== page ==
5 of the most baffling books ever written
These are some of the strangest, most mysterious books ever written.
Books teach us, inform us, amuse us and provoke us. But some books plainly befuddle us. They invoke mysteries that hint of something ancient, extraterrestrial or possibly divine. Here are 5 such books: the Voynich Manuscript, Codex Seraphinus, Rohonc Codex, the Smithfield Decretals and the Book of Soyga.
1.) VOYNICH MANUSCRIPT
This early 15-century book is a botanical text of sorts. Only the ink drawings of plants features in it are of a completely unknown origin. What's also unusual is the undecipherable text accompanying the plants and the many astronomical and astrological charts, as well as numerous female nudes which allude to some kind of reproductive processes, judging by their swollen bellies and interaction with interconnected tubes and capsules. Also present are over a 100 drawings of possibly medicinal variety of herbs and roots in various jars.
What does this all mean? Perhaps this is some kind of book of medicine from a galaxy far far away. Or a witch's notebook. The manuscript was written in an unknown language and has been studied by scores of professional codebreakers who have come up with nothing.
This book comes from Central Europe is named after the antique bookseller, Wilfrid M. Voynich, who bought it in 1912. Prior to that, the manuscript had a rather illustrious history of ownership, which included alchemists and the 16th century Emperor Rudolph II of Germany (also a Holy Roman Emperor), who believed it to be the work of the English philosopher Roger Bacon.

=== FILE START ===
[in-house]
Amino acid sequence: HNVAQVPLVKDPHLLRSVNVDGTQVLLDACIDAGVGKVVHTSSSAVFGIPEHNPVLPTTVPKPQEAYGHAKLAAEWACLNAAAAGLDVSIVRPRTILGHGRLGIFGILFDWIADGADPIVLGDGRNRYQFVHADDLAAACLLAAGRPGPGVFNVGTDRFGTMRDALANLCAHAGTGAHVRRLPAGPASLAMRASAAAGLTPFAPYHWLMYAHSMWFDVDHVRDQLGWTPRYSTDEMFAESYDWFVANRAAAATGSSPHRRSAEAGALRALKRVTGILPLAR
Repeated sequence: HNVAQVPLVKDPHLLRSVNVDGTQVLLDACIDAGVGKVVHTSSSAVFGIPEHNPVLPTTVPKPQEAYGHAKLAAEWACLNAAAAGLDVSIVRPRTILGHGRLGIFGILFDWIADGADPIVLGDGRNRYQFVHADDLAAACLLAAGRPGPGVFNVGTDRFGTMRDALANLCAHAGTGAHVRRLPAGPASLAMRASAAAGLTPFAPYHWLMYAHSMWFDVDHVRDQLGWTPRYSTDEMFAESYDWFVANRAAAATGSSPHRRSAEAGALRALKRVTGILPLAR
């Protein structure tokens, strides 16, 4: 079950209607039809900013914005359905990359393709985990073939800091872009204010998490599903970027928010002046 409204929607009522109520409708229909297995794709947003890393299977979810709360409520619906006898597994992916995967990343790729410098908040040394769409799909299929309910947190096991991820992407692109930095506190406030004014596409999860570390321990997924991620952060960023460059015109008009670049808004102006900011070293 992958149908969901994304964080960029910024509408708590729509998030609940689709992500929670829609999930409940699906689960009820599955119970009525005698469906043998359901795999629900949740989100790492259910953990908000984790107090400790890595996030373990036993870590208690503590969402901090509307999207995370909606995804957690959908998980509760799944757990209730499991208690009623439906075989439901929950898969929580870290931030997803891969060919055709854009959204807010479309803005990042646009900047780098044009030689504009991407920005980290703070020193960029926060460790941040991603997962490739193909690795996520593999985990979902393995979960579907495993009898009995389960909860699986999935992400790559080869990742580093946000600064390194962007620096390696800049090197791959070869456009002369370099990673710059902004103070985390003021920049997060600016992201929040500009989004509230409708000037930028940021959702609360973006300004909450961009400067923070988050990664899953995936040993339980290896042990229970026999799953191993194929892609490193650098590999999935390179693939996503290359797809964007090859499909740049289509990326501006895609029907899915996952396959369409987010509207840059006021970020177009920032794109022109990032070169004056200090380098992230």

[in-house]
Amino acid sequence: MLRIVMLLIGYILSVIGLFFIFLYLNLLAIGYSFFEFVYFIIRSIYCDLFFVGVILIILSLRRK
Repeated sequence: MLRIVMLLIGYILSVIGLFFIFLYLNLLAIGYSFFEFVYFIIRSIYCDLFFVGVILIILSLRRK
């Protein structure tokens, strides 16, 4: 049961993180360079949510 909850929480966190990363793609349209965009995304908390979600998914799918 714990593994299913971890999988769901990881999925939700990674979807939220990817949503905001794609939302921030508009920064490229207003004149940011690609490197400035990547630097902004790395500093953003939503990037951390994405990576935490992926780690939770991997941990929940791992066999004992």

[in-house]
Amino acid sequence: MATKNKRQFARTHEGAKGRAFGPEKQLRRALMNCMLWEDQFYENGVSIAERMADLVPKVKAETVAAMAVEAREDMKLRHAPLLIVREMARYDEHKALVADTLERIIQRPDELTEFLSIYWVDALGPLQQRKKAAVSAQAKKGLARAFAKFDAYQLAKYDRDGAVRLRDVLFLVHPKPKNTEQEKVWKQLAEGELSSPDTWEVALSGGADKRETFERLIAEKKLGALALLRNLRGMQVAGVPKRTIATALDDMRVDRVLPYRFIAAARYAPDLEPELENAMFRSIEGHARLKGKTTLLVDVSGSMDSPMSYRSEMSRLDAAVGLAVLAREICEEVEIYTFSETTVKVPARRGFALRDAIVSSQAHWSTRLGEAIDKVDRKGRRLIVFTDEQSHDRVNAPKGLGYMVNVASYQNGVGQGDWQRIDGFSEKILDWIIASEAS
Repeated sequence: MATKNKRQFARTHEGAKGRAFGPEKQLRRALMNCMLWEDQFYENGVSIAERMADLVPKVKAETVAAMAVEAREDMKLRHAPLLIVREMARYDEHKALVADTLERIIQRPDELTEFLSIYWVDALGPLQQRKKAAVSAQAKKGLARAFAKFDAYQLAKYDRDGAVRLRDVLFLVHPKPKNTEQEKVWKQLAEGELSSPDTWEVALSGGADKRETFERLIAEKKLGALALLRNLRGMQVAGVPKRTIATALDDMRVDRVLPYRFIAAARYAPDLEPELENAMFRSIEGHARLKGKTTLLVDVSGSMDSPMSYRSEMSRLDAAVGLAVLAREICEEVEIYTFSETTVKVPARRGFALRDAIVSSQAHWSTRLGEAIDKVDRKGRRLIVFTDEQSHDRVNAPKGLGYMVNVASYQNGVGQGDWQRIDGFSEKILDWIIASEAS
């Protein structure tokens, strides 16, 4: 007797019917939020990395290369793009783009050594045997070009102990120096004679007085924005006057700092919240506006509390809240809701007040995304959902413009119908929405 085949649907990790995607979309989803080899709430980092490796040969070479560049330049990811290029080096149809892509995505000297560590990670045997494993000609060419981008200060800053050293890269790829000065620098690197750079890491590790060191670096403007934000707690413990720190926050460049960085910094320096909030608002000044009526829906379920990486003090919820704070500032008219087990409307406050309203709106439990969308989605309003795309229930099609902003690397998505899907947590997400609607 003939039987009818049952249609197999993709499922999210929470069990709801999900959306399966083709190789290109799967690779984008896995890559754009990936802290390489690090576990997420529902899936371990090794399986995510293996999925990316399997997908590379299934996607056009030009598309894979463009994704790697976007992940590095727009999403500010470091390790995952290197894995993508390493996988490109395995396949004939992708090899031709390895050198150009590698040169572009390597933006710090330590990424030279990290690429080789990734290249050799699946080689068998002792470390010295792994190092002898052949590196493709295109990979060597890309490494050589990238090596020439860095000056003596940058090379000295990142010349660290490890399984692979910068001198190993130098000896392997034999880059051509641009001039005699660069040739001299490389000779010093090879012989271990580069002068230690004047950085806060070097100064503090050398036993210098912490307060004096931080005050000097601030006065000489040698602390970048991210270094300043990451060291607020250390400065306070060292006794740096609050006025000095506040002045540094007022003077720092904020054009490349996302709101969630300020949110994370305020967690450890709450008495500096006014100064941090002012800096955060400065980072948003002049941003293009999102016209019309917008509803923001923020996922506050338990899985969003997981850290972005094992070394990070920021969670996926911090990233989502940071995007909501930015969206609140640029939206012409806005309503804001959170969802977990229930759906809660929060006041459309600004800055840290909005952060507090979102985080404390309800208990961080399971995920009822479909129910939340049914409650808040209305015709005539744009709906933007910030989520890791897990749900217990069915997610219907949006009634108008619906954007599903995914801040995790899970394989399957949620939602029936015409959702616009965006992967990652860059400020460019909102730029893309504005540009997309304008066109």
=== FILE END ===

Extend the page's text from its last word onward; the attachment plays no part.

The original is located in the Beinecke Library collection at Yale, while you can buy a print on Amazon here.
2.) CODEX SERAPHINUS
The origins of the 360-page Codex Seraphinus are not too mysterious, while its contents are. The book was originally published in 1981, and is essentially an illustrated encyclopedia of an imaginary world. It was created by the Italian artist and designer Luigi Serafini, who said he wanted to recreate a feeling he remembered having as a little kid, before he even knew how to read, of what it was like to look at an encyclopedia for the first time. All the pictures and charts looked very mysterious to the little boy who knew they meant something, but didn't know what.
In a talk at Oxford University in 2009, Serafini claimed there was no real meaning in the text of the book, which was written in a process resembling automatic writing. Of course, some might think that even if he didn't try to consciously impose meaning, the universe (or deity of your choice) was speaking through Serafini as the manuscript definitely feels purposeful.
The Codex features surreal plants, animals, foods, machines and human practices.
You can buy it for yourself here.
3.) ROHONC CODEX
We don't know much about the 448-page Rohonc Codex. This illustrated manuscript surfaced in the 19th century in Hungary, and has puzzled people since. We don't know who wrote it, where they did it, or what it says as the text is written in a mysterious alphabet of nearly 200 symbols.
The illustrations in the book range from military battles to religious symbolism reminiscent of Christianity, Islam and even possibly Hinduism.
The possible origins of the manuscript have been linked to India, Sumeria or ancient Hungary. But until we crack the code, we won't really know. You're welcome to try deciphering the codex yourself here, as it's available online in its entirety.
4.) THE SMITHFIELD DECRETALS
This collection of canonical law, ordered by the 13th century Pope Gregory IX, could have been fairly common for its time and probably rather boring. Instead, the bizarre illustrations that accompanied the decretals lifted this illuminated manuscript to a mystical status.